The fastest thoroughbred horse in the world today is a 3-year-old colt known as Shimmy. He eats carrots, apples, chocolate and Life Savers and he hates to go into his stall. So much for his idiosyncrasies. Until he won the $55,000 Bay Shore at Aqueduct on March 21, his owner, Dr. Rif' At Hussain, hadn't seen him run. Hussain, a 38-year-old native of Pakistan, lives in Sioux Falls, S. Dak., and it's difficult for him to get away. Hussain, you see, is a busy plastic surgeon. He's the only plastic surgeon in Sioux Falls. In fact, he's the only plastic surgeon in the entire state.
"I call my horse Shimmy," Hussain said last week in New York, "but his name is Shimatoree. He is named after a Cheyenne Indian chief who was so brave that he was known as Ironhearted. The chiefs name was actually Chimatoree, but I changed the C to an S because it sounded better. I felt that I should see my colt run in the Bay Shore to realize my dream of him. Should I be remembered for nothing else in life, I will be remembered for Shimmy."
In the seven-furlong Bay Shore, Shimmy was considered such a cinch that of the $311,522 bet to show, $291,469 went on Shimmy. The bettors were perceptive, if circumspect. Shimmy, an even-money favorite, broke quickly and held a six-length lead by the top of the stretch. "I wanted him to get tired," said Trainer Dick Dutrow, "and he did." Shimatoree won by 4¾ lengths over Big Brave Rock, a horse that, unlike Shimmy, isn't nominated to the Kentucky Derby.
Shimatoree, of course, is only one of 388 horses nominated to the Derby. At this point he looks to be little more than a speedball, a horse that can run short distances swiftly. His victory in the Bay Shore was his third in only four starts, but his bloodlines and running style indicate that he might not be capable of running 1¼ miles, the Derby distance.
Six years ago, however, there was another Bay Shore winner that experts thought would be incapable of carrying his speed over a distance. His name was Bold Forbes, and he was trained not only to run quickly but also to run "long," as racetrackers say. Bold Forbes won the Derby by a length, and later took the 1½-mile Belmont Stakes by a neck. The jockey on Shimatoree last week was Angel Cordero Jr., who also rode Bold Forbes in his Triple Crown races.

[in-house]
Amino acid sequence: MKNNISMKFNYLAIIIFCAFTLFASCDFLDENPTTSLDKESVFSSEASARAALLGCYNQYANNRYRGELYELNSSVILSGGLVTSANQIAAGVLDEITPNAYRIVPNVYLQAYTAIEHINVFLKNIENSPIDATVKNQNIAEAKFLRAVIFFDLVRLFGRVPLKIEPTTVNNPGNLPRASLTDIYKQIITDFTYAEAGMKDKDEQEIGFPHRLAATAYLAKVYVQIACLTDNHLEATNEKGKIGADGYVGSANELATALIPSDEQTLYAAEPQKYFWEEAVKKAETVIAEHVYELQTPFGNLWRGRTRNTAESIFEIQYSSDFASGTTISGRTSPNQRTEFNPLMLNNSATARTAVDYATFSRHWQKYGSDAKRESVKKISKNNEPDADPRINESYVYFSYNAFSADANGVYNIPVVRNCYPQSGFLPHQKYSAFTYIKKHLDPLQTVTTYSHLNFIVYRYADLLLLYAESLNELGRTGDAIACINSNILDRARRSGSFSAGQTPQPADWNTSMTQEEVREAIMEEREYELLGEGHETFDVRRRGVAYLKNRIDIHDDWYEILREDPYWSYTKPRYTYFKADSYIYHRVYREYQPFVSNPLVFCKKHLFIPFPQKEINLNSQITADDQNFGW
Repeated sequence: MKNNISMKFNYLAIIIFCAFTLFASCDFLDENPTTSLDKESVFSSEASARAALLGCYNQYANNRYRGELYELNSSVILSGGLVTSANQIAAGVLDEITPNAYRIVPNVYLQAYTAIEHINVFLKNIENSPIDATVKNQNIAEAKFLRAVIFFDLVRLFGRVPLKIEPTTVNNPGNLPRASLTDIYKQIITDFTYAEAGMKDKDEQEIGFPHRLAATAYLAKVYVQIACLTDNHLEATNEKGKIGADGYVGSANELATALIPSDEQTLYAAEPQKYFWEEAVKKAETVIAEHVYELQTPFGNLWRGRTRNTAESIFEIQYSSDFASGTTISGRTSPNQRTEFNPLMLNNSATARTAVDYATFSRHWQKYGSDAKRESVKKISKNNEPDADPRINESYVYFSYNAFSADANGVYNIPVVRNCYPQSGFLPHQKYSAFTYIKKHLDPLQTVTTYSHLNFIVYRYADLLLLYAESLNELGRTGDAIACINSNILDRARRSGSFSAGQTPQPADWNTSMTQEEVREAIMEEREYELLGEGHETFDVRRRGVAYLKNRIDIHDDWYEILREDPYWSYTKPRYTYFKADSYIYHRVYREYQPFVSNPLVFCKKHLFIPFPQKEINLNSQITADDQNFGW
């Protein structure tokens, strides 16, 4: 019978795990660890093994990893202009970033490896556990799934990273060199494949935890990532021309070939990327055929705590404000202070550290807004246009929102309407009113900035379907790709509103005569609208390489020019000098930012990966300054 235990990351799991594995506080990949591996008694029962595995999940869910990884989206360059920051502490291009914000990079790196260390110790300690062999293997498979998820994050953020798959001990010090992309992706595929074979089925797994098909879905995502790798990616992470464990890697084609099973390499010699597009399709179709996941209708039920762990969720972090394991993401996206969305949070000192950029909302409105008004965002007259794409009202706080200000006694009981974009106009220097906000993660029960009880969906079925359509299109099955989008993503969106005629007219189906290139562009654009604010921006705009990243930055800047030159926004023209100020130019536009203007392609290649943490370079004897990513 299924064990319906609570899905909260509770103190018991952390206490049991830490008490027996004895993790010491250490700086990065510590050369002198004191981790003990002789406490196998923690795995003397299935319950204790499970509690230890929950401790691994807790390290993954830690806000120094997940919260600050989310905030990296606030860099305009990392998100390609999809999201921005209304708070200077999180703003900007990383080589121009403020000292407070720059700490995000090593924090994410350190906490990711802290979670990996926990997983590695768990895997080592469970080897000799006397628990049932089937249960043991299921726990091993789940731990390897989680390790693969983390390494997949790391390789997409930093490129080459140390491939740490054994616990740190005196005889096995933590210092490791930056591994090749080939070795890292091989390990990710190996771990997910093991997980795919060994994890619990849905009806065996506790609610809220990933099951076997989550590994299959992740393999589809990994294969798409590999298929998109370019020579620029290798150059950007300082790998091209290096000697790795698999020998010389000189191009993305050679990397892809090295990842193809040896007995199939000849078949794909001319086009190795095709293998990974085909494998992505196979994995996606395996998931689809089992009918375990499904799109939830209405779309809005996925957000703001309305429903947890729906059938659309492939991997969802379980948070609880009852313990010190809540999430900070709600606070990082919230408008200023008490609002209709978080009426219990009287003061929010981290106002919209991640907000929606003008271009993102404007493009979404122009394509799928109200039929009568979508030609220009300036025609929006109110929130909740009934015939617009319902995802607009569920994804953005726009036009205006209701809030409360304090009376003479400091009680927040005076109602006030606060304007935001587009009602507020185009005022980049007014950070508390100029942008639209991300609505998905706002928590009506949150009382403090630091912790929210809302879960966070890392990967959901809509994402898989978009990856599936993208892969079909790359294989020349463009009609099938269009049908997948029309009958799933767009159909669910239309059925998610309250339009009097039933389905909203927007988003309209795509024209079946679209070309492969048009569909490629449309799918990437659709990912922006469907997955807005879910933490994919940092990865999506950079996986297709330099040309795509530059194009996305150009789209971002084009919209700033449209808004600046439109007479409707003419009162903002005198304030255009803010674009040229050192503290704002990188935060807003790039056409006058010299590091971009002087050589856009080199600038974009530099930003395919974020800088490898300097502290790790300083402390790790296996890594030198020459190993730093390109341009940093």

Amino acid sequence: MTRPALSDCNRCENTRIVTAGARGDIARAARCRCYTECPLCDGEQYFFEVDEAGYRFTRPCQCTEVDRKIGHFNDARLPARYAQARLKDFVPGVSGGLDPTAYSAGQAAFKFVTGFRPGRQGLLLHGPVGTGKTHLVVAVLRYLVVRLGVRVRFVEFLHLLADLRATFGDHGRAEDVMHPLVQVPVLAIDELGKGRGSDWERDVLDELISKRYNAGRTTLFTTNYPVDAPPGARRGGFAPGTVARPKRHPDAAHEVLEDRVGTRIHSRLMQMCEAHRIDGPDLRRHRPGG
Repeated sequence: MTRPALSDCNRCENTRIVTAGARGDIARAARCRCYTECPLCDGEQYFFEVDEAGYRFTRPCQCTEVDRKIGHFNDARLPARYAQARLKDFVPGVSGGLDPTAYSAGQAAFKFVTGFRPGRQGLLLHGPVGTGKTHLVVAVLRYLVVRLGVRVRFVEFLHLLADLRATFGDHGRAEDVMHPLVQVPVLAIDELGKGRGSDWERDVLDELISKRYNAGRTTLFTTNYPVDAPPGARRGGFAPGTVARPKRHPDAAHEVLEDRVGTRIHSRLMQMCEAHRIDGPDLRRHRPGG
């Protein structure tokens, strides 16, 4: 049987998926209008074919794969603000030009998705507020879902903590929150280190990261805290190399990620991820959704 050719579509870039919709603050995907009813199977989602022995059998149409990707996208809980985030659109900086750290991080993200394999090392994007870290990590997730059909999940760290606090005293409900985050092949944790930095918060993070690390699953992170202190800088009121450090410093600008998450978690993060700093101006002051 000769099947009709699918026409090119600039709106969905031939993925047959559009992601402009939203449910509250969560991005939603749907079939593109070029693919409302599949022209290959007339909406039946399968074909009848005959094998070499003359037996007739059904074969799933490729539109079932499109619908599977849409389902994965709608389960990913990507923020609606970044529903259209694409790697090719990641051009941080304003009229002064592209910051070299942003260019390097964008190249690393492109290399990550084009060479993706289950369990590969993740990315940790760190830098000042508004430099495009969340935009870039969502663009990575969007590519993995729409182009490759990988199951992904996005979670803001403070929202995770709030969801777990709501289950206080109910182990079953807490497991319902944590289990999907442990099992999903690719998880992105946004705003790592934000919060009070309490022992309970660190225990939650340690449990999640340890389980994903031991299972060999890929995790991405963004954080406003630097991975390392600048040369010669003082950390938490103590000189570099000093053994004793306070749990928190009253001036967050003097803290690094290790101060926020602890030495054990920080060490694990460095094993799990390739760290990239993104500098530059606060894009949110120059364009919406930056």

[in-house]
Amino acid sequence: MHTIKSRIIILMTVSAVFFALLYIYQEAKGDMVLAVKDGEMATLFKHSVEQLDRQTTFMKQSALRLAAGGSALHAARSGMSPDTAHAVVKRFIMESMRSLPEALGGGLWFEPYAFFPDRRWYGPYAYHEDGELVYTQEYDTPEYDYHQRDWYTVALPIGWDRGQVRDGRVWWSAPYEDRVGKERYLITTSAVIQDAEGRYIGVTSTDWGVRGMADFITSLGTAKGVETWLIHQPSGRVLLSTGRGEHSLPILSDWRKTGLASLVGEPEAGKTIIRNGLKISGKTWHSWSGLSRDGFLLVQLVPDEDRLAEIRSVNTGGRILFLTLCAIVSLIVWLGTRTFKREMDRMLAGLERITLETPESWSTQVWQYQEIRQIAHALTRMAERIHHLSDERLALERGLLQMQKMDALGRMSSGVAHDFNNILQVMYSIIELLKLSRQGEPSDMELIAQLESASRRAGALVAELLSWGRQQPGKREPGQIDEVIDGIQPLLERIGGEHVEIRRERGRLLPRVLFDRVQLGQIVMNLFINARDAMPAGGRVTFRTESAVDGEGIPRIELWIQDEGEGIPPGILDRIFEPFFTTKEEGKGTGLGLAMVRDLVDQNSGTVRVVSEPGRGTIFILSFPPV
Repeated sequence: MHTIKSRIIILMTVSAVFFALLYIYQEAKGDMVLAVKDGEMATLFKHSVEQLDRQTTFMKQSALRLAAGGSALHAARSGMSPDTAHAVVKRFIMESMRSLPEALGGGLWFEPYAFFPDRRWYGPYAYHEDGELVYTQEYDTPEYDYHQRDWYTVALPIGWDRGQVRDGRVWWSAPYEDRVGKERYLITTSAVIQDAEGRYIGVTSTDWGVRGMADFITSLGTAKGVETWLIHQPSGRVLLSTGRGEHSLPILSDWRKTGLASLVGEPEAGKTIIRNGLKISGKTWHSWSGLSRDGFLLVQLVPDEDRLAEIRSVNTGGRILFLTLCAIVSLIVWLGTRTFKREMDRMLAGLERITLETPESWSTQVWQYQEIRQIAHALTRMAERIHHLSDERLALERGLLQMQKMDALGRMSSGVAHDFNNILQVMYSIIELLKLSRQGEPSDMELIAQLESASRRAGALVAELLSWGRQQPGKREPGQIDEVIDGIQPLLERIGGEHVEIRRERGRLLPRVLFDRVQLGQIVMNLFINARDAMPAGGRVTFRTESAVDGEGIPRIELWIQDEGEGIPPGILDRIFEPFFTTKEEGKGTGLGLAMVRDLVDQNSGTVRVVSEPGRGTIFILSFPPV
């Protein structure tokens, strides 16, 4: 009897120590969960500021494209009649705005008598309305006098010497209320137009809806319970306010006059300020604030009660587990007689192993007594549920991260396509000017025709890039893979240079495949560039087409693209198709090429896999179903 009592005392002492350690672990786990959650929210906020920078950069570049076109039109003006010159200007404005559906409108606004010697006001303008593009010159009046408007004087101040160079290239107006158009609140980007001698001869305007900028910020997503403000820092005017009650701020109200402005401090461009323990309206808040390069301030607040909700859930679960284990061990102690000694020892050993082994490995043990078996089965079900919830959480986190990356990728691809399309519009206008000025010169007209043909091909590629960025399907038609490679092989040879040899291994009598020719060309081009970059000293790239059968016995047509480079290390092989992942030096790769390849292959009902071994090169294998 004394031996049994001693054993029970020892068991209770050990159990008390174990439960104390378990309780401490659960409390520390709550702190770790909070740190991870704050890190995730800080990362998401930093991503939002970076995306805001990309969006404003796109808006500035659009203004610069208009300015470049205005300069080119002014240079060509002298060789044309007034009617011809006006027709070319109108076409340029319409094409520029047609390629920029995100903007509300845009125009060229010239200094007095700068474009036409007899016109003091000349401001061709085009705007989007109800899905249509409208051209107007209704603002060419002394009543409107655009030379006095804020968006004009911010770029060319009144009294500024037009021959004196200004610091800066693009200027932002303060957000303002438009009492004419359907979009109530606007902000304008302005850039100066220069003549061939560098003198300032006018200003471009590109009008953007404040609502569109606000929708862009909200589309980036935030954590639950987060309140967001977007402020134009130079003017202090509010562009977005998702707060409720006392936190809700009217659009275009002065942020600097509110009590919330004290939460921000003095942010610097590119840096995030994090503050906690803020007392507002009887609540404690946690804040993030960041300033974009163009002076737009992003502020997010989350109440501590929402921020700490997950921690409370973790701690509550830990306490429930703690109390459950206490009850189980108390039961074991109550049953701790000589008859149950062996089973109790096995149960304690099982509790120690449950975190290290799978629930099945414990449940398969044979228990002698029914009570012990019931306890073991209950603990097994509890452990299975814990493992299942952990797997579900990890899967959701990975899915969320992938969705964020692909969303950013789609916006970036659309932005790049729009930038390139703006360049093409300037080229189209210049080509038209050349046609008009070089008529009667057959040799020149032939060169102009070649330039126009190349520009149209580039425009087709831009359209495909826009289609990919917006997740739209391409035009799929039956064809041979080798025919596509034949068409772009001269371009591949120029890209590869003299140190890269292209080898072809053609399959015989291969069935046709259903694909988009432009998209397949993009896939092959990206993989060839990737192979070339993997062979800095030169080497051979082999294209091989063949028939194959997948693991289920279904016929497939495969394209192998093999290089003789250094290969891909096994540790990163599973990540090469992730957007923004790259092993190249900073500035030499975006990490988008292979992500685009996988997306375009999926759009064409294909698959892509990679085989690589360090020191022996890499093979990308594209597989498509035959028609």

For Hussain, Shimatoree is a running profit center. In effect, the colt cost Hussain $5,900. He already has turned down $1.5 million for a half interest in Shimmy, and the Bay Shore victory probably added another half-million to his value. "I am an easy person to reach by phone," Hussain says, "and people keep calling me about selling my horse. Presently I am not interested, but I am not a deaf man."
Hussain is, in fact, a very bright man who cares deeply for his horse. "I got Shimmy in what some horsemen might think is a strange way," he says, "though to me it was not all that strange. In the winter of 1978 I went to Kentucky. The weather was fierce. I woke up one morning and there were eight inches of snow on the ground. The reason I was in Kentucky was that I had followed horses for a while and I wanted to learn about auctions. I had no intention of buying a horse, so I was carrying very little money. Then I saw the horse I wanted in the sales catalogue at Keeneland. It was a mare named Tudor Twist that, according to the catalogue, was in foal to Crewman. But when I got to the sale they announced that Tudor Twist was barren."
That wouldn't have come as much of a surprise to a more experienced horseman. Of the first seven times that Tudor Twist had been bred, she turned out barren four times. Furthermore, her three living foals could best be described as circles with the rims removed. One never got to the races, another ran three times without winning and the third ran through six years and 78 starts while earning a grand total of $17,429—not enough to pay feed bills.
Hussain bought the barren Tudor Twist for $900 on Jan. 10, 1978. That same day 127 broodmares were sold at Keeneland, at an average price of $12,259.
"I liked Tudor Twist," Hussain says, "because if you examined her bloodlines you could find Tudor Minstrel, a winner of classic races in Europe. But when I got Tudor Twist, there were two things I didn't have: a stallion to breed her to, and money. I looked at several stallions as possible mates, but I couldn't afford them. One of the ones I liked was Marshua's Dancer, and his stud fee was $5,000, which I didn't have."